How lasers can unlock a trove of ecological information

Shooting laser beams at the Earth might sound like the stuff of science fiction, but in fact these focused light pulses are at the heart of a powerful conservation tool. Lidar (light detection and ranging) uses laser-based imaging to yield highly detailed three-dimensional visuals, which conservationists can use to study landforms, vegetation, seafloors, and riverbeds. By combining that 3D data with traditional satellite and aerial imagery and field data, scientists can unlock a treasure trove of ecological information about a place, from what species it holds to how much carbon it stores.

Lidar device with aperture labels

Light from above

Airborne lidar surveys typically use a laser scanner mounted on an airplane. The scanner emits pulses of light, and its receiver records the precise time it takes for the light to reflect off of objects below and return. The collected information, combined with data from the plane’s navigational systems, reveals a detailed 3D picture of the topography and vegetation below.

Lidar can scan an area with hundreds of thousands of light pulses each second, creating a 3D point cloud. A single pulse can have multiple returns, revealing details like forest density, canopy height, and even tree species.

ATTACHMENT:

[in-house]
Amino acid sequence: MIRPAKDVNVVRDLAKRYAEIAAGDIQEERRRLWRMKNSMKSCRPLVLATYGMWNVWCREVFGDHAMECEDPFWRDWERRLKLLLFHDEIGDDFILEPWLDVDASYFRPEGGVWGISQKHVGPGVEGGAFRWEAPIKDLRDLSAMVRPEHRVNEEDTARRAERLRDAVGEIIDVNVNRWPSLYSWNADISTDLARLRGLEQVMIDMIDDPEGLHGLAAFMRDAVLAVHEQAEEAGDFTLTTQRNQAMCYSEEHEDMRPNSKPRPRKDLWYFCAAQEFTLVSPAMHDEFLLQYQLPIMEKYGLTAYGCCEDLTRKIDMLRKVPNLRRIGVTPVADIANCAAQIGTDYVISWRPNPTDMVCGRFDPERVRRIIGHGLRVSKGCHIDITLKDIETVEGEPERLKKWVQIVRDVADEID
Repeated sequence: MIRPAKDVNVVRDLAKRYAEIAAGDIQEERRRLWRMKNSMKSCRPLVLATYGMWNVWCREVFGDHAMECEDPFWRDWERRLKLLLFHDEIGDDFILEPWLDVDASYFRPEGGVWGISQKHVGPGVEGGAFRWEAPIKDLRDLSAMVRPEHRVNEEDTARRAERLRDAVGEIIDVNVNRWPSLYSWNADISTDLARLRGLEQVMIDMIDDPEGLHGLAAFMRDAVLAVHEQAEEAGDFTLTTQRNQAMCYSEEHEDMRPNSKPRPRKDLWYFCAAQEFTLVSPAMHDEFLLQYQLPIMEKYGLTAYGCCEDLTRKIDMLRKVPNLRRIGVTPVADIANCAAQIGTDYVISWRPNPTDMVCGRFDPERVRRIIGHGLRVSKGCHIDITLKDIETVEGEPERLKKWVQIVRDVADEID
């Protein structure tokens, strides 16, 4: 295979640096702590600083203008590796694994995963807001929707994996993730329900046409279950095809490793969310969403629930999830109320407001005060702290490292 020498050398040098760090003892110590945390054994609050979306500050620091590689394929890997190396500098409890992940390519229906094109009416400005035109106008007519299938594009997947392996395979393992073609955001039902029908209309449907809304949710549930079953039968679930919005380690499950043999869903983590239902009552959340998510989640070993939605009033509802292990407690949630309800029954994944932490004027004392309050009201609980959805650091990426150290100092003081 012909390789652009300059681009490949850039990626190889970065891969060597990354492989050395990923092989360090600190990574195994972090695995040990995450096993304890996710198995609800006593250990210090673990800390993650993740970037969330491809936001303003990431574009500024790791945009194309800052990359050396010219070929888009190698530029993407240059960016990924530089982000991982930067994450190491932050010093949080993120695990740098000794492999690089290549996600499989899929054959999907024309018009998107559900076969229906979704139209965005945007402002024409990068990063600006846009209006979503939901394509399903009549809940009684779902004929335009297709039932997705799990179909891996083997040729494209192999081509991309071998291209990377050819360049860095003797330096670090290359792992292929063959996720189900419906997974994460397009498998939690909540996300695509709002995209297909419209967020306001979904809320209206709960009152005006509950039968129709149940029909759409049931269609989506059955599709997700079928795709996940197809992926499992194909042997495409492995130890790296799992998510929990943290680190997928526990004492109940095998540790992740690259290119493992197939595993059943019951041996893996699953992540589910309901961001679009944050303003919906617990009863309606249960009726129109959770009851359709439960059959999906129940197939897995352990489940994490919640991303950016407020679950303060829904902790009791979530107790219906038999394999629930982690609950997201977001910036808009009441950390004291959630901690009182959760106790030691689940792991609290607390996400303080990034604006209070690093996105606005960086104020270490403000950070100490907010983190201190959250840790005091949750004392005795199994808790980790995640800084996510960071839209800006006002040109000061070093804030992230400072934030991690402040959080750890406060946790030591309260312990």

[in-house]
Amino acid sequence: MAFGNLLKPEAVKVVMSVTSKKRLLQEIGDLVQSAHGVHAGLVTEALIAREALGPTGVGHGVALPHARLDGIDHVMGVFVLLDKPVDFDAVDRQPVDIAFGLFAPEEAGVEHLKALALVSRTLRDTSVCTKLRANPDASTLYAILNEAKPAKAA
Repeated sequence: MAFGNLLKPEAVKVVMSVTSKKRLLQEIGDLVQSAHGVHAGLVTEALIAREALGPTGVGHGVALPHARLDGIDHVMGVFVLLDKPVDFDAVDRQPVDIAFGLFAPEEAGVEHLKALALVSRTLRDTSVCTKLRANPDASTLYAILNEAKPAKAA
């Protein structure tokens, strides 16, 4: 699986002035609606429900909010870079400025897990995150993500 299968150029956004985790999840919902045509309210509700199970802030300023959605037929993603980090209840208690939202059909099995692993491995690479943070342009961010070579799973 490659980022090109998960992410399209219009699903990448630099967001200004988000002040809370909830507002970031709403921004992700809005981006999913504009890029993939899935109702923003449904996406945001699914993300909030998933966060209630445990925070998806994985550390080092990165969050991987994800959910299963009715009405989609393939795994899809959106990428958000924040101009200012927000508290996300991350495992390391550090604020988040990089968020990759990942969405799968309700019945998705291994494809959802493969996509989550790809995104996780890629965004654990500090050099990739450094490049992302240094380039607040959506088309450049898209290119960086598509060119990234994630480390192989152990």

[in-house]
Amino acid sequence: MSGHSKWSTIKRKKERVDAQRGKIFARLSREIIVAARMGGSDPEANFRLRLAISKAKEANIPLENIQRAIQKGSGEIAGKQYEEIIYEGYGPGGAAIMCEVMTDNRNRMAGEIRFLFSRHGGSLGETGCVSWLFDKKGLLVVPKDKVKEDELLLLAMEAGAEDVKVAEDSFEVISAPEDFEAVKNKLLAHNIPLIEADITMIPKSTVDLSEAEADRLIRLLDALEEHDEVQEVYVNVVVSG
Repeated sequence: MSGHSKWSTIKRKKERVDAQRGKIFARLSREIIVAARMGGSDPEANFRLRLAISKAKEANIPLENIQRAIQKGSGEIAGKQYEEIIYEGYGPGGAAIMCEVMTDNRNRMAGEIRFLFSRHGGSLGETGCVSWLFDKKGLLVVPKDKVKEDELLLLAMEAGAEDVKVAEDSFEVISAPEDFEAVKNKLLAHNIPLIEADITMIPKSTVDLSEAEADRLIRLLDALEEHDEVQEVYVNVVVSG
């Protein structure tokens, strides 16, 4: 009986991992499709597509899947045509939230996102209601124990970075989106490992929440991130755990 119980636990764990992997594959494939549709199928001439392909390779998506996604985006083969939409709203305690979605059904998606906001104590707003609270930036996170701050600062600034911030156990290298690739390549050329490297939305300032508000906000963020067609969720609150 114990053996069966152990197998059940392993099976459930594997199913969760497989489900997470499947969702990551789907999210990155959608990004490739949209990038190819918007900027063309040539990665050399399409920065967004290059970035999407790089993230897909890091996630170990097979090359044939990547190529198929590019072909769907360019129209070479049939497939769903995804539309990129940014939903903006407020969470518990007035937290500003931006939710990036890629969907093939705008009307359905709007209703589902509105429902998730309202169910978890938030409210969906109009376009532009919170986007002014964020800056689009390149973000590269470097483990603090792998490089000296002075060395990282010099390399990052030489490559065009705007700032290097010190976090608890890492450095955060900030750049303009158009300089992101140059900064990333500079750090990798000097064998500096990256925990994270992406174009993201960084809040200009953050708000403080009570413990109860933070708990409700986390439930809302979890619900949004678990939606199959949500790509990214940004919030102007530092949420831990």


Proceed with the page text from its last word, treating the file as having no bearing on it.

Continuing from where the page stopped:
Lidar 3D mapping can detect subtle changes in landscapes over time, such as riverbank erosion or the movement of sediment. It can also quickly map sudden changes: After severe wildfires stripped hillsides of vegetation in Southern California, the US Geological Survey used lidar to model the potential for heavy rains to cause flooding and mudslides.


WWF has been working with lidar since 2008, and the technology has been especially helpful in measuring the carbon content in natural habitats. In 2017, WWF and partners created a map of the carbon stored in every hectare of the Democratic Republic of the Congo’s forests to help the nation monitor its forest cover and assess carbon emissions from deforestation. WWF-Canada and McMaster University’s Remote Sensing Lab plan to release the first nationwide estimate of carbon storage in natural habitats across all of Canada later this year.

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